t’s not often that I disagree with my fellow conservative authors. And if I do, I rarely if ever outwardly express that disagreement. But I’m making an exception to voice my disappointment of one “conservative” author who wrote about the potential “dangers” of an Article V Convention of States.
The article is entitled “A Convention of States is Not Without Risks.”
Right off the bat, I thought – oh here we go – another attempt at persuading the less informed of the dangers of an out-of control, free-for all, convention. As if anyone can propose anything and the idiot States will just line up in favor, like so many lemmings.
The author begins by attempting to win over the right, by writing that, “Patriots and Constitutional Conservatives across America are sickened and disgusted by our Federal Court Judges and our Cowardly Congress filled with ‘Demon-crats and RINO’s’ who have largely ignored the will and wishes of the citizens and voters for decades.”
This of course will cause “Constitutional Conservatives” to stand up and cheer.
But then he ventures down the road that many fearmongers have by stating that, “We must recognize however, that there will be ‘deep blue liberal’ states present at any such Convention; Deep Blue New York, for example, is, alongside Deep Red Texas are two of the eleven states whose legislatures have called for a Convention of States.”
The 11 States that have made application are, in no particular order, AK, GA, FL, ND, TN, LA, AL, IN, MO, OK, AZ, and of course TX. Funny, but I don’t see NY there.
While it is true that all States will have a seat at the table, he implies here that liberal New York has applied for a Convention of States. While a few of the New York legislature have “called” for it, the ultra-leftist State of New York has not and will never officially “apply,” which is the only thing that counts. This, in my opinion, is either an admission of ignorance or a purposeful play on words.
The potential benefit of an Article V Convention of States far outweighs the miniscule risk, as it takes two thirds of States, 34 of 50, just to convene, and a full three quarters (38 of 50) of all States to amend the Constitution.
Of the ratification, George Washington said that it was “little short of a miracle” that the delegates had agreed on a new Constitution. And this was only 13 States.
The founders knew that as the size of the United States expanded, encompassing more and varied opinions, it would only be more difficult, not less, for a majority to form amongst the States.
The original draft of Article V provided for two methods of change to the Constitution. The national legislature (Congress) could propose Amendments, and Congress could call for a Convention of States for the purpose of proposing amendments.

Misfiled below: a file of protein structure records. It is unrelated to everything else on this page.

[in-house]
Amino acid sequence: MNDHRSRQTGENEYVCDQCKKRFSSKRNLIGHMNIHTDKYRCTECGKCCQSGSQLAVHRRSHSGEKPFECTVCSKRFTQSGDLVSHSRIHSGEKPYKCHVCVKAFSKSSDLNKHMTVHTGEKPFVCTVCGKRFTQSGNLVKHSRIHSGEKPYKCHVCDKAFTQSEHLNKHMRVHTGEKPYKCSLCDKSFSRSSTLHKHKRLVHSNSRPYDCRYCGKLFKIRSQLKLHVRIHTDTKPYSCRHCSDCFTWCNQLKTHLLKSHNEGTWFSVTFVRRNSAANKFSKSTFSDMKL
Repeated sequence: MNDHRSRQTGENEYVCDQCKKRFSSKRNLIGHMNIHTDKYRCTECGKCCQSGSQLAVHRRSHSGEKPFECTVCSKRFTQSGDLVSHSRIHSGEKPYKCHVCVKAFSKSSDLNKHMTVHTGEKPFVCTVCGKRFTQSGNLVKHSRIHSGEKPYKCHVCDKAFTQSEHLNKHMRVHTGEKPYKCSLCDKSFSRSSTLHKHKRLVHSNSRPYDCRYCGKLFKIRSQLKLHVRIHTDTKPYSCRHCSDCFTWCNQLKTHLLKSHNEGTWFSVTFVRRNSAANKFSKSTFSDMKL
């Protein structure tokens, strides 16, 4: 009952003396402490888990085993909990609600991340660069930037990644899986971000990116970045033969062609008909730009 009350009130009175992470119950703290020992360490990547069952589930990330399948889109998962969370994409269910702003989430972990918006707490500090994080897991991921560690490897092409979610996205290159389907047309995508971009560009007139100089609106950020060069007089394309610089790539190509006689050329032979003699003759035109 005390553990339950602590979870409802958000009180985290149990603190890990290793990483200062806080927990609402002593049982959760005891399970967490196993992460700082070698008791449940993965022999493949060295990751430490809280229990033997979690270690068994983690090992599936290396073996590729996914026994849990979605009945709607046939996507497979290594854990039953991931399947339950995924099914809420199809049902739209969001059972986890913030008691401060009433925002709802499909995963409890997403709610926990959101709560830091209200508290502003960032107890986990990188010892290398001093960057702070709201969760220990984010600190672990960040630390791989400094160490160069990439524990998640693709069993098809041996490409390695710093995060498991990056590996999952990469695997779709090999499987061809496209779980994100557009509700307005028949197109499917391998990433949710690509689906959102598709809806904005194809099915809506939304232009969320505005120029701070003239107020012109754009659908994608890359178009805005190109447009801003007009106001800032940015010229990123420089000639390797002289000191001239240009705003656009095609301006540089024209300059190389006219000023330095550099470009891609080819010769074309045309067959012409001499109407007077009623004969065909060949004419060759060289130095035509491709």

George Mason of Virginia, one of my favorite founders and in my opinion, the staunchest champion of States Rights, was responsible for the change in Article V.
It was he who pointed out at the ratification convention in September, 1787, that the Constitution’s two methods of amendment, as was currently crafted in Article V, were both left in the hands of the national government – “both the modes to depend, in the first immediately, in the second, ultimately, on Congress”. (Madison’s notes 15 Sep 1787).
We know this to be the case because of the detailed notes taken by James Madison (not made public until 1840). Madison wrote: “Col: MASON thought the plan of amending the Constitution exceptionable & dangerous. As the proposing of amendments is in both the modes to depend, in the first immediately, in the second, ultimately, on Congress, no amendments of the proper kind would ever be obtained by the people, if the Government should become oppressive, as he verily believed would be the case.”
Truer and more prescient words have never been spoken. In other words, Mason was smart enough to realize that eventually the national government will abuse the power given to them and the states and the people would be powerless to stop them. He knew, as should we all, that only saintly men like George Washington would choose to limit his own authority. This is extremely uncommon. Congress will never seek to amend the Constitution for the express purpose of limiting itself. It must be up to the states and the people to do so.
When the time came, the vote to insert Mason’s version of Article V was unanimous amongst all states. No one disagreed with its insertion.
Alexander Hamilton advocated for Article V in Federalist 85, writing that, “We may safely rely on the disposition of the State legislatures to erect barriers against the encroachments of the national authority.”
All these founders, these geniuses, agreed that the safest bet, and the only bet, to halt and reverse the “encroachments of the national authority,” was a Conventions of States, set forth by the States themselves.
Virtually everyone who calls themselves conservative agrees that the founders were perhaps the single most intelligent body to be assembled in one place at one time. They had wisdom and foresight far beyond what we find today. These men had the intuition to know what would lie ahead. And their solution was the insertion of a safety – a backstop against national authoritarianism.
So we Constitutional conservatives are expected to trust the founders’ wisdom in all things, except for Article V. Anyone who believes this is neither conservative, nor a Constitutionalist.